Right-to-work goes down in flames in Illinois House with zero yes votes

0
116
Michael Madigan
MADIGAN

  Springfield, IL – Illinois Gov. Bruce Rauner’s right-to-work initiative in went down in flames in the Illinois House, gaining zero "yes" votes in a fiery debate Democrats aimed squarely at the governor.

The vote tally was 0 “Yes” to 72 “No,” with 37 voting “Present”, in a blistering rebuke to Rauner’s anti-worker agenda. A handful of Republicans went for a walk during the vote, casting no vote at all.

POLITICAL THEATER
WITH A MESSAGE

Bruce-Rauner
RAUNER

Republicans dismissed the vote as political theater, which it was to some extent. Though, like most great dramas, it was designed to deliver a message.

Governor Bruce Rauner, who has been pushing right-to-work as part of his “pro-business” plan, but never filed a bill with the legislature.

Instead, Illinois House Speaker Mike Madigan together a bill using the Governor’s talking points.

“If the governor is serious about the changes he is proposing, the right thing to do now is for us to bring these issues into the open and have a constructive and open discussion, vote and see what steps need to be taken from there,” Madigan said in a statement.

‘DON’T BE AFRAID’

Democrats used the right-to-work bill to pit workers’ rights against corporate greed, and called Rauner “divisive” for touring the state and essentially asking local towns to kick unions out.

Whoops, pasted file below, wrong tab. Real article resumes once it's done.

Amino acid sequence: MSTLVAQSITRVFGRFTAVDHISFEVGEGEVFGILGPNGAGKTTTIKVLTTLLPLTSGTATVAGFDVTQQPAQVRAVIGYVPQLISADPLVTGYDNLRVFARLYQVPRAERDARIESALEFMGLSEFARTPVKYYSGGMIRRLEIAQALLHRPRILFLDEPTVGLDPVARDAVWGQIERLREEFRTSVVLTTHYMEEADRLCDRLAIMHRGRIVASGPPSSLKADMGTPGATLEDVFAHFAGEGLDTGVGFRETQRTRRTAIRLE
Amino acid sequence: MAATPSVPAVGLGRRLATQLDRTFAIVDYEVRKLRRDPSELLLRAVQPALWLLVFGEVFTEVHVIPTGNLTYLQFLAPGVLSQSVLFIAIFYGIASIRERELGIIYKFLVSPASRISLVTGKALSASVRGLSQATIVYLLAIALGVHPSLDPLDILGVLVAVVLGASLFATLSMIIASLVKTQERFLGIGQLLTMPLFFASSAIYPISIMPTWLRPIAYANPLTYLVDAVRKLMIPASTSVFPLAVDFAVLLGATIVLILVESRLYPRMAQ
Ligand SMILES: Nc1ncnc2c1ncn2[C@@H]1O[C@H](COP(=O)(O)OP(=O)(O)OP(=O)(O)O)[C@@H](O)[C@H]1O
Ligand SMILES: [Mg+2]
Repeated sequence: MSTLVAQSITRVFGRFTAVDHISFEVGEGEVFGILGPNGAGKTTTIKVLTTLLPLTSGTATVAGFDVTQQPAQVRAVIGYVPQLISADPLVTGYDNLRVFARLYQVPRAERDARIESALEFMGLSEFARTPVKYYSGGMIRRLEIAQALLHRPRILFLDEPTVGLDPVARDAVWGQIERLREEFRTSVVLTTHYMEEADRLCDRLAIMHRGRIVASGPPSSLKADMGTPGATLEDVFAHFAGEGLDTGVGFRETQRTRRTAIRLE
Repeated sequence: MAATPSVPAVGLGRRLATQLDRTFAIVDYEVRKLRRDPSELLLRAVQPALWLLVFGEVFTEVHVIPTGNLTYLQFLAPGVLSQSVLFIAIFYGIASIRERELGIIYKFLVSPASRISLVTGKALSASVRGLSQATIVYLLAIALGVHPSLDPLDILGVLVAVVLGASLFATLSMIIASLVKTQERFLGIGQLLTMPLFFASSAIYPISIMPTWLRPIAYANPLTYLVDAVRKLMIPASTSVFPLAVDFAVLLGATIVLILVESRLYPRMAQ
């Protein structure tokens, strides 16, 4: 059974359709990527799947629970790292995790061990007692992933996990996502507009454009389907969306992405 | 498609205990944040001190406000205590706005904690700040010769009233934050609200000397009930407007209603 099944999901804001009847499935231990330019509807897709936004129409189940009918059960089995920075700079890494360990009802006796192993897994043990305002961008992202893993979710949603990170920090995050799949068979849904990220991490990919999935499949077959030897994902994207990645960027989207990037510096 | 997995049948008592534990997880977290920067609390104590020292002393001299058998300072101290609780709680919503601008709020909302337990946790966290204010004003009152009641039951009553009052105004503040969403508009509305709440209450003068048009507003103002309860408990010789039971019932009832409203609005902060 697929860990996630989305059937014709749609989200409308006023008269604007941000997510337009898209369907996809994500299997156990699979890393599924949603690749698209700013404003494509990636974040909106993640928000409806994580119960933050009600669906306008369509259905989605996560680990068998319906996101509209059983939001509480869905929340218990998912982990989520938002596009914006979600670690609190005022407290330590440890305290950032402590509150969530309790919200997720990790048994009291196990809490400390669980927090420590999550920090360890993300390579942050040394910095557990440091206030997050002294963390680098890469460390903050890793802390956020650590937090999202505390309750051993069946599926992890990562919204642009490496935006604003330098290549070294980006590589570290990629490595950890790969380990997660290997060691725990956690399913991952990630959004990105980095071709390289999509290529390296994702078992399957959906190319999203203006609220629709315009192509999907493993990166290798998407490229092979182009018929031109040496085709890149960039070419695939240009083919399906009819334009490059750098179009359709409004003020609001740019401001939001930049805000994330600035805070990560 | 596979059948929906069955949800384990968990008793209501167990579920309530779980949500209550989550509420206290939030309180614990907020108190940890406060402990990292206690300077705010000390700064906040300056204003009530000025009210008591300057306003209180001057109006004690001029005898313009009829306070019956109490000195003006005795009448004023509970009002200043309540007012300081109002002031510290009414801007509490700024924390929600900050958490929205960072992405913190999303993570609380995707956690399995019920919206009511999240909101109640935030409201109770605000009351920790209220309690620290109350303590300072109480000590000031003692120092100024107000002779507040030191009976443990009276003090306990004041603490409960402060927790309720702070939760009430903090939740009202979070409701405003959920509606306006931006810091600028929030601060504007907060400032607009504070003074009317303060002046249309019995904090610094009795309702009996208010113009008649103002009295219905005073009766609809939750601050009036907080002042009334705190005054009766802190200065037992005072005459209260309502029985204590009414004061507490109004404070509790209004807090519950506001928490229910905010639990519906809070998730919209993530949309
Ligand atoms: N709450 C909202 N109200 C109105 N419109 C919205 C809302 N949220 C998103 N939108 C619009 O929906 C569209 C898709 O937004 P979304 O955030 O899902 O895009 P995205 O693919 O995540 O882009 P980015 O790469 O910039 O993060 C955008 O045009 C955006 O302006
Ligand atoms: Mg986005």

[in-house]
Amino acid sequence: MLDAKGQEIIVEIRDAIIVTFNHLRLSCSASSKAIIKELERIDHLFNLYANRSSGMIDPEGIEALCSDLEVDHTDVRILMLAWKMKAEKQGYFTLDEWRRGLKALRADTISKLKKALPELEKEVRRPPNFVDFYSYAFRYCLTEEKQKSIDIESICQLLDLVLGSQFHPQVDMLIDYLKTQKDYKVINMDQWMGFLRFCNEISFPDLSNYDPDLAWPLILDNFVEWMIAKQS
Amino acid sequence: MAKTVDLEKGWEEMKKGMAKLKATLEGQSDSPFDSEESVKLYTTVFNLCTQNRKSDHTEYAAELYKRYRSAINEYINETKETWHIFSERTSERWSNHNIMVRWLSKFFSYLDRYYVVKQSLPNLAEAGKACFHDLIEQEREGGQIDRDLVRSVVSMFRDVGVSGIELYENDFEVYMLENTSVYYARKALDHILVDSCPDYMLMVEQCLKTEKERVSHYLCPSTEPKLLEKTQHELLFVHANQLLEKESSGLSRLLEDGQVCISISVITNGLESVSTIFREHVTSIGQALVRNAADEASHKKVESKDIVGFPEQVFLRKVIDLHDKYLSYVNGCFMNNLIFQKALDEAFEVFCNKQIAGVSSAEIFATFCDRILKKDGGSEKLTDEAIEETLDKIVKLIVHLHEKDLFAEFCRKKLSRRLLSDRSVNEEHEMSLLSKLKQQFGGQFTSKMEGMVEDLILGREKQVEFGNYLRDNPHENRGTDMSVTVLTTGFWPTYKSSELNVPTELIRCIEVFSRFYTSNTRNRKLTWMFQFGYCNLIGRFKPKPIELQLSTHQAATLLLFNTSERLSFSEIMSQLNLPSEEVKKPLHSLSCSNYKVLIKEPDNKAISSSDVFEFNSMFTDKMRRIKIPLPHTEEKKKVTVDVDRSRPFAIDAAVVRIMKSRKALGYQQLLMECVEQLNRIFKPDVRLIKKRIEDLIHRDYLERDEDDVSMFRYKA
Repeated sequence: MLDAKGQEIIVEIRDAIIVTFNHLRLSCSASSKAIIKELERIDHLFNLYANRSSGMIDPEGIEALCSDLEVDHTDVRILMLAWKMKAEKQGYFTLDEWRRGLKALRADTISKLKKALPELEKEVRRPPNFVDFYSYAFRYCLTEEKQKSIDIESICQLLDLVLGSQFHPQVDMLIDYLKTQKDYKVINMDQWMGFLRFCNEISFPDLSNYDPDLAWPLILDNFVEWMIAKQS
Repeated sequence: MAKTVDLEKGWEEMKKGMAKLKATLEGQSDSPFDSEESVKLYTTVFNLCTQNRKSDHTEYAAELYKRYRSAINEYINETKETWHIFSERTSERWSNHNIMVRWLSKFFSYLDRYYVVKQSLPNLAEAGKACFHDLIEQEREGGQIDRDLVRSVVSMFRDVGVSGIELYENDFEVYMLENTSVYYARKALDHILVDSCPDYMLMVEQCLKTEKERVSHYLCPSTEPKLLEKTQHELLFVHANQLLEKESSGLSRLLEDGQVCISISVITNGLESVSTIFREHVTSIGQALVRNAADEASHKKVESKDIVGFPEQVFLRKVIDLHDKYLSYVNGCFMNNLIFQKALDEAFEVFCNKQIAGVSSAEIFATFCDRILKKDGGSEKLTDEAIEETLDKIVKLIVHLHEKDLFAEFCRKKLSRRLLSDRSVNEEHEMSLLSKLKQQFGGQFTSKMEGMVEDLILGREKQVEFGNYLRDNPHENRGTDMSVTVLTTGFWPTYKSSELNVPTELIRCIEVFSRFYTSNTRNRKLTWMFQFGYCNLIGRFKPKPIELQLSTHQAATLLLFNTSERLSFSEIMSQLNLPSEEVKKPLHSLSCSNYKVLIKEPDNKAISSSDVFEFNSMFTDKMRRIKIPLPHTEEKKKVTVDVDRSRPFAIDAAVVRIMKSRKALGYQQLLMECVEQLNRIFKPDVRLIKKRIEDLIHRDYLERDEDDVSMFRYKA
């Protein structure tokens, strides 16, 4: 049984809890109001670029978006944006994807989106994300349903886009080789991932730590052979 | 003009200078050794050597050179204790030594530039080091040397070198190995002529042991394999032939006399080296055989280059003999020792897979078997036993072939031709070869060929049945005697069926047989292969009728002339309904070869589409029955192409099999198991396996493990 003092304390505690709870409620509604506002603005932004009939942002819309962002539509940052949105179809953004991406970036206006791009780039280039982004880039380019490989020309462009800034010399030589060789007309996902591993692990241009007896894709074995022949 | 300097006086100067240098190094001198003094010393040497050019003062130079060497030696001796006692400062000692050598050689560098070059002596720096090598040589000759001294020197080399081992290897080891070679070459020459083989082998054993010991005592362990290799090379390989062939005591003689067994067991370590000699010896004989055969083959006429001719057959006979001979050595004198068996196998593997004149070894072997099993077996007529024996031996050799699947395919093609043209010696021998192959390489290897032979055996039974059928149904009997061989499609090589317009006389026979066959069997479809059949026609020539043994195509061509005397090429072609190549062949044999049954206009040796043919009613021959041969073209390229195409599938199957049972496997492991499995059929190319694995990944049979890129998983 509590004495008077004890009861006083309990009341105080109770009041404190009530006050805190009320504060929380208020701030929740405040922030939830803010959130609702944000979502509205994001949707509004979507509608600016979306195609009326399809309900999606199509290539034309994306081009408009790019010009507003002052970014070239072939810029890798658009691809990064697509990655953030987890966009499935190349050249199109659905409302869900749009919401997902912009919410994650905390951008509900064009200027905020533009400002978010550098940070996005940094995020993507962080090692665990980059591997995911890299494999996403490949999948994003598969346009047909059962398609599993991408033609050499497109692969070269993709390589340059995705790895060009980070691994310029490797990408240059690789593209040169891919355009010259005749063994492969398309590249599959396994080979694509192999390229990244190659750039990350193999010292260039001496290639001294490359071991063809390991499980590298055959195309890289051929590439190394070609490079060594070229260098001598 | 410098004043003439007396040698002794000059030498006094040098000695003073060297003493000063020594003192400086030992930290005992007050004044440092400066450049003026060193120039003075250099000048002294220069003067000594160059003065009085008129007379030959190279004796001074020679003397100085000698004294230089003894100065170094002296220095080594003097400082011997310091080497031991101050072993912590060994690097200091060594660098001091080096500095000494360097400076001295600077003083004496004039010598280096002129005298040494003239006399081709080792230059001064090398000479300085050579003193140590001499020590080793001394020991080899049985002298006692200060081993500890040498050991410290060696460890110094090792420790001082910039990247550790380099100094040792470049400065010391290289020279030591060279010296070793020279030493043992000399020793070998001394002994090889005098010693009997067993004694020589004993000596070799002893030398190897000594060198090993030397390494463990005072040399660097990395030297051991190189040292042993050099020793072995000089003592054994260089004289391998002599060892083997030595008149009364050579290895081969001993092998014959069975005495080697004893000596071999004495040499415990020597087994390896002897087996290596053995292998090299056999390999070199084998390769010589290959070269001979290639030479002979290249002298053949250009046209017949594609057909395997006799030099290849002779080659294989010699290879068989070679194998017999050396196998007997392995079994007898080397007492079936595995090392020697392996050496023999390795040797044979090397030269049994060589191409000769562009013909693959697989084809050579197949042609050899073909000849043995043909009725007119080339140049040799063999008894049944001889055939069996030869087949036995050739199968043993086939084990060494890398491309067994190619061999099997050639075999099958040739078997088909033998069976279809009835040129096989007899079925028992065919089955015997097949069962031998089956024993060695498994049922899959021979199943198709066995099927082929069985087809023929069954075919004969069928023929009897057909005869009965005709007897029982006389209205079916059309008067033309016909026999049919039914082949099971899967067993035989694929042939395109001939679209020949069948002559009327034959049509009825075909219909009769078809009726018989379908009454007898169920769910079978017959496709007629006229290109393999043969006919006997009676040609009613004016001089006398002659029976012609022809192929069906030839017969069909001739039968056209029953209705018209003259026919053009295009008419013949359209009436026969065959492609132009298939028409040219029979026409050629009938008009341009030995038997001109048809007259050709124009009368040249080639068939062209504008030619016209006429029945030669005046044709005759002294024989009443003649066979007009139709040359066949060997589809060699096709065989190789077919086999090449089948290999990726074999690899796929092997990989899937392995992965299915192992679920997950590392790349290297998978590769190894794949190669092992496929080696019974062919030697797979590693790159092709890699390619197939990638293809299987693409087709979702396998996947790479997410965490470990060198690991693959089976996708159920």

Jay Hoffman
HOFFMAN

“Don’t be afraid, stay with us, vote no!” worker-friendly state Rep. Jay Hoffman (D-Belleville) said.

Rauner’s office said Madigan and Democrats were walking away from the negotiating table by plucking out controversial issues from his agenda and voting them down.

STANDING WITH WORKERS

On the House floor, state Rep. Lou Lang (D-Skokie) accused Republicans of selling out, saying that Rauner moved money into state lawmakers’ funds – a total of $400,000 last week – in advance of Thursday’s vote.

Lou Lang
LANG

“What were those checks for?” Lang asked.

Lang also needled Republicans who voted present.

“You have a responsibility to tell the people of Illinois . . . what do you stand for?” Lang shouted. “We stand for them! We stand for organized labor.”

(Information for this story from the Chicago Sun Times and WGN-TV)

LEAVE A REPLY

Please enter your comment!
Please enter your name here